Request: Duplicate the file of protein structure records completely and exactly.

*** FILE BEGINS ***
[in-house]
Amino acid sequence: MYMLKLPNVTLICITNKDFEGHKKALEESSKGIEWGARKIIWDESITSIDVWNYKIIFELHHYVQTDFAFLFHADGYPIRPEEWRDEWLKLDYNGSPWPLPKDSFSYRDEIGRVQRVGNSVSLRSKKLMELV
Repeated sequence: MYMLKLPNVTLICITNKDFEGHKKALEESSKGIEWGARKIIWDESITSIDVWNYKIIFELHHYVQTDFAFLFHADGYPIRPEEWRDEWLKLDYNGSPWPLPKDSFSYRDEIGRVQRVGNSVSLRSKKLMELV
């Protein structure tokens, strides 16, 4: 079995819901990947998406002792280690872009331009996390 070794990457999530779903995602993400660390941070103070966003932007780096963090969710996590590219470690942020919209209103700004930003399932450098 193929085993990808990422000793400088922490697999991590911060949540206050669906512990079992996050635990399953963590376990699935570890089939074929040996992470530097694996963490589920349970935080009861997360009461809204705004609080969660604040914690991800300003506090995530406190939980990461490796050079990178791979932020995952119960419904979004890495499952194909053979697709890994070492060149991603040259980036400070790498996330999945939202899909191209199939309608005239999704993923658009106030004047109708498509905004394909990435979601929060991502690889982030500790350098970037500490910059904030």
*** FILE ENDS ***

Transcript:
[in-house]
Amino acid sequence: MYMLKLPNVTLICITNKDFEGHKKALEESSKGIEWGARKIIWDESITSIDVWNYKIIFELHHYVQTDFAFLFHADGYPIRPEEWRDEWLKLDYNGSPWPLPKDSFSYRDEIGRVQRVGNSVSLRSKKLMELV
Repeated sequence: MYMLKLPNVTLICITNKDFEGHKKALEESSKGIEWGARKIIWDESITSIDVWNYKIIFELHHYVQTDFAFLFHADGYPIRPEEWRDEWLKLDYNGSPWPLPKDSFSYRDEIGRVQRVGNSVSLRSKKLMELV
């Protein structure tokens, strides 16, 4: 079995819901990947998406002792280690872009331009996390 070794990457999530779903995602993400660390941070103070966003932007780096963090969710996590590219470690942020919209209103700004930003399932450098 193929085993990808990422000793400088922490697999991590911060949540206050669906512990079992996050635990399953963590376990699935570890089939074929040996992470530097694996963490589920349970935080009861997360009461809204705004609080969660604040914690991800300003506090995530406190939980990461490796050079990178791979932020995952119960419904979004890495499952194909053979697709890994070492060149991603040259980036400070790498996330999945939202899909191209199939309608005239999704993923658009106030004047109708498509905004394909990435979601929060991502690889982030500790350098970037500490910059904030």